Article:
Why would a client do this? There are actually advantages for clients purchasing their own higher limits to replace or supplement a design firm’s practice policy.
Owner Option 1: An OPPI Policy
An owners protective professional indemnity (OPPI) policy works somewhat like a SJX or SCX in that it is an excess or umbrella policy that provides an added layer of protection when a design firm’s underlying PL practice policy has been depleted and the owner still has uncovered losses. There is one important difference, however. With an OPPI, the client (owner) is the named insured on the excess policy, and the limits apply only to the named project. What’s more, the client pays for and owns this policy. Coverage can run the life of the project plus years beyond. In some instances, blanket policies covering an owner’s multiple projects may be available.
Why would a client agree to pay for this option? First, an OPPI policy can provide the total limits the client desires, typically up to $10 million — limits the individual design firms may be unwilling or unable to provide. Second, the policy applies only to the design team’s negligent acts on the named project, so there is no chance that other claims against the design firms can deplete the excess limits.
Typically, each design firm is required to secure a minimum amount of coverage in its practice policy — $1 million or $2 million, for example. If those limits are depleted, the OPPI policy kicks in as noted in the conditions. Notably, the policy does not cover litigation costs an owner incurs in bringing a claim against a design professional.
Owner Option 2: The Project Policy
Here’s an option that virtually guarantees the client gets the insurance limits it desires and that the coverage will not be eroded by other claims: A PL project policy. And it is likely the easiest policy to administer compared to the other options we have discussed so far.
A professional liability project policy can cover the entire design team, including subconsultants, for multiple years with one policy, one insurer, and one policy owner. (Compare that to the administrative burden of managing a claim with ten design firms on the project, each with its own available annual limits and each represented by a different insurer.) The project policy limits are set by the owner and are fully dedicated to the named policy. They cannot be eroded by any other claim and coverage is typically noncancelable except for nonpayment of premiums, breach of policy conditions or material misrepresentations on the application. Also, the owner can choose the duration of the policy, typically up to five years after substantial completion of the project. Premium rates are usually guaranteed.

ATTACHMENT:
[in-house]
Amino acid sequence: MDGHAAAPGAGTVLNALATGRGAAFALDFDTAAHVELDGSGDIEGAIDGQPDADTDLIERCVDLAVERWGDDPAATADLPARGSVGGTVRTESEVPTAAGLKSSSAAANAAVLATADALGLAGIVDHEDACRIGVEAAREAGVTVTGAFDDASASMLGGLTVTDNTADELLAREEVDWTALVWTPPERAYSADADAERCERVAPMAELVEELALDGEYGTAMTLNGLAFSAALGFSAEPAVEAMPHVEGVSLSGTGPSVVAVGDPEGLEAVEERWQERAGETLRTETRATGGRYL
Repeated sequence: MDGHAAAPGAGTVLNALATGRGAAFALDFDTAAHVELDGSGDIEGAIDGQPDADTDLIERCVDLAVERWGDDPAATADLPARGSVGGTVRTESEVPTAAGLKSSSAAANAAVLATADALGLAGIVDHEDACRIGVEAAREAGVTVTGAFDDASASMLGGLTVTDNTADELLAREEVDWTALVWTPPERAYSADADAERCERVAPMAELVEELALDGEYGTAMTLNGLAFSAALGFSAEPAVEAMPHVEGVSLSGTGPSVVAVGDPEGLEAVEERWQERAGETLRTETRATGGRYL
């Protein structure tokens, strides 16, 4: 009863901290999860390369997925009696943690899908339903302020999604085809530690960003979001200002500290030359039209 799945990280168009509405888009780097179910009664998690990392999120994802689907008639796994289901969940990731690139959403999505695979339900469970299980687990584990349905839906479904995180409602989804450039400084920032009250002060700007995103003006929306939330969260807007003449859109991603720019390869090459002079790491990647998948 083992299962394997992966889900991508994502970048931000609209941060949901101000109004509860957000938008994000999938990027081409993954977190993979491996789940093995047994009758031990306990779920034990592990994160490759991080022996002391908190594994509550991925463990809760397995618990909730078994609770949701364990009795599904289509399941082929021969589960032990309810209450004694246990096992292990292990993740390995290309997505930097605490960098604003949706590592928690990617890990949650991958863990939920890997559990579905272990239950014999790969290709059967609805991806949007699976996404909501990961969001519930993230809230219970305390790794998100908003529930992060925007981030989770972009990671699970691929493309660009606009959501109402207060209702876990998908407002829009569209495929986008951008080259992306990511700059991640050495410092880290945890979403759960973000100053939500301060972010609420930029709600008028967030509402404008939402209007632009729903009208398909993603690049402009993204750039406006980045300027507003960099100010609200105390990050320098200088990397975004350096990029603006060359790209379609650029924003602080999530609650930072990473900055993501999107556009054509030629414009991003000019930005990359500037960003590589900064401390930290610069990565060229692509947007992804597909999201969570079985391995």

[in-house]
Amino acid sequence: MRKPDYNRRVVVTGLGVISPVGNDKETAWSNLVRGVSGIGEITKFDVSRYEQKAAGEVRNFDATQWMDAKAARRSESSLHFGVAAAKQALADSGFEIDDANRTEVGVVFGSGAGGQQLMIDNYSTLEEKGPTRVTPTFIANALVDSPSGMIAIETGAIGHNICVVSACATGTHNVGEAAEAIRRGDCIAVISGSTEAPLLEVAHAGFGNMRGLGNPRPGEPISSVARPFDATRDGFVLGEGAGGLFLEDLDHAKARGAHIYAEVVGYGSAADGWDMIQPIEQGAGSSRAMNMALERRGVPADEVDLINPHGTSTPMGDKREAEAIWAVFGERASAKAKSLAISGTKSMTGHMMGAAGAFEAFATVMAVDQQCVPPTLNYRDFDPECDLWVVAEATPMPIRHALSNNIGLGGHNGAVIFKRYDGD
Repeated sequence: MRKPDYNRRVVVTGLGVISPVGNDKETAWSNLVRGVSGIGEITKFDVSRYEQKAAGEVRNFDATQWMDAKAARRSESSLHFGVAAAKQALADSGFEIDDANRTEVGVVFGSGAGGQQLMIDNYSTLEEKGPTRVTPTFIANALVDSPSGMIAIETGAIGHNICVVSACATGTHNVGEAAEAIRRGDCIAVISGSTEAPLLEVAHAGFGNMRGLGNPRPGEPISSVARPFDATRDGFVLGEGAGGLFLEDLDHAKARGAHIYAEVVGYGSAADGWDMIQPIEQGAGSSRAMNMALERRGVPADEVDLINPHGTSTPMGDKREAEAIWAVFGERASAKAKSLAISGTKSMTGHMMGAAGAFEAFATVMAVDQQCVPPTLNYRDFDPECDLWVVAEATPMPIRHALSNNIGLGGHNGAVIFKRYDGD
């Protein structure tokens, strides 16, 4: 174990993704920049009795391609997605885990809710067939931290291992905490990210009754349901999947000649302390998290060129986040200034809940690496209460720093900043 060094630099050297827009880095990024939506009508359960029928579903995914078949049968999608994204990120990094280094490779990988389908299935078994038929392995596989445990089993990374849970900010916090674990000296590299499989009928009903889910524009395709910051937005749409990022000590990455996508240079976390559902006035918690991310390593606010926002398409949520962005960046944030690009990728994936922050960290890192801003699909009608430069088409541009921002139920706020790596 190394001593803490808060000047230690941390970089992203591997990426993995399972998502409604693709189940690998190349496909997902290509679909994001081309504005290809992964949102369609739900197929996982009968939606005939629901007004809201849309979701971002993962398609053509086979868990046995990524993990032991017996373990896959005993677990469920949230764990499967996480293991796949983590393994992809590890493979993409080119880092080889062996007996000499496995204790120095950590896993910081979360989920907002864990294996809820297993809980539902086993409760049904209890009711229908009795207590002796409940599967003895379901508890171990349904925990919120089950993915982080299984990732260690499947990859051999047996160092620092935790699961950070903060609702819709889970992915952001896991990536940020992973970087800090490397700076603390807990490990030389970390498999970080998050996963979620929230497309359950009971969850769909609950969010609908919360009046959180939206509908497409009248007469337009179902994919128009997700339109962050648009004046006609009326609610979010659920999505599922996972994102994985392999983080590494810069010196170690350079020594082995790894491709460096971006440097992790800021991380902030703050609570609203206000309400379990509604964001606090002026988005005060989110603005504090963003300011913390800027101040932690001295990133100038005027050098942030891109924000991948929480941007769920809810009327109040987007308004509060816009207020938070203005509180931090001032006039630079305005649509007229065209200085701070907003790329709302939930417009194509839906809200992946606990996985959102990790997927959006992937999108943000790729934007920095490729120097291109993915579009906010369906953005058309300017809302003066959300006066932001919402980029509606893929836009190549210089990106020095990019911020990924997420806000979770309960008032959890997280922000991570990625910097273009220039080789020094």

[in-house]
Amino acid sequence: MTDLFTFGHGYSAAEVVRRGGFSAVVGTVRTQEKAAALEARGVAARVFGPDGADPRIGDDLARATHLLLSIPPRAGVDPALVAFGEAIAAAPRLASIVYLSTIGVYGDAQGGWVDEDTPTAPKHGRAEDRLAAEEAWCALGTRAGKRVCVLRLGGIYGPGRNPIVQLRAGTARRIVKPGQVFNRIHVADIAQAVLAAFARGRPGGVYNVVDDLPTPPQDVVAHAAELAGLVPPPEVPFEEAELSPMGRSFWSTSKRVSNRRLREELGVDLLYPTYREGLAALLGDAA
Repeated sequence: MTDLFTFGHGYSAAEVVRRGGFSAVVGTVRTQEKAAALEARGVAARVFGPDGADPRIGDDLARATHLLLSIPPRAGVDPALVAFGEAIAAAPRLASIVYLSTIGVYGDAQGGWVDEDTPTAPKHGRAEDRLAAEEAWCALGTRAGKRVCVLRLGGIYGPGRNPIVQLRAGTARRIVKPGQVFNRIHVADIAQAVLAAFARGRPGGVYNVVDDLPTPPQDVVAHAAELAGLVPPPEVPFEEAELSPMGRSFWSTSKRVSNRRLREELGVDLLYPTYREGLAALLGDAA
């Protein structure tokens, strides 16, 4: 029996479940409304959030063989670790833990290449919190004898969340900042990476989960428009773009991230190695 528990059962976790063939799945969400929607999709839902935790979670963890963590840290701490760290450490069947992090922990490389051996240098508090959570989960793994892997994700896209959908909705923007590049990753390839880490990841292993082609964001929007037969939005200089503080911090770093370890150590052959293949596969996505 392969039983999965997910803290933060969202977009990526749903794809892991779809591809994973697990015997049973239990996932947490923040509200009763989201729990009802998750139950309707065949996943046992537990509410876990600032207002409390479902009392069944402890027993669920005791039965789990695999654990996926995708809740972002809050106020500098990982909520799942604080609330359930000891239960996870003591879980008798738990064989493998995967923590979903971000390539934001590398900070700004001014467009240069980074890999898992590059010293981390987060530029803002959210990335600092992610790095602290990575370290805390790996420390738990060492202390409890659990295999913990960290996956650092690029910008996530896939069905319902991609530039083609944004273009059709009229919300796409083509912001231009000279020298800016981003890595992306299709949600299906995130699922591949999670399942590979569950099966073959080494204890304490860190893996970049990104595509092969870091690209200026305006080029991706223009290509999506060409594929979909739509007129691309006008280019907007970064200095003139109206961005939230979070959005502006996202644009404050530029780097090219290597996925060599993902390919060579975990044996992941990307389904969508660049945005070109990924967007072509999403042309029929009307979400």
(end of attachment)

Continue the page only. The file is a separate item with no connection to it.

Should there be a project error or omission by one or more of the design firms, the owner enjoys single point claims responsibility. Instead of all the design firms and their insurance companies pointing fingers at each other, the one insurance company covering all design firms can work effectively and efficiently to get the issue resolved and the project back on track.
As you might expect, the owner owns and pays for the project policy. That is often the sticking point that dissuades a client from selecting this option. But, when the benefits of a project policy are fully explained, an owner with a large important project who cannot otherwise get the comprehensive coverage they desire may very well view it as a viable option and a normal project cost.
And there is an added bonus for the design firms as well. The fees they earn on this project will likely not be added to the calculation when determining their practice policy premiums.
We’ll be happy to help you review your current premium limits and address the demands of a client or prospective client who might be pushing you for higher limits. We also have additional information on project and OPPI policies as well as the other options discussed herein.
Can We Be of Assistance?
We may be able to help you by providing referrals to consultants, and by providing guidance relative to insurance issues, and even to certain preventives, from construction observation through the development and application of sound human resources management policies and procedures. Please call on us for assistance. We’re a member of the Professional Liability Agents Network (PLAN). We’re here to help.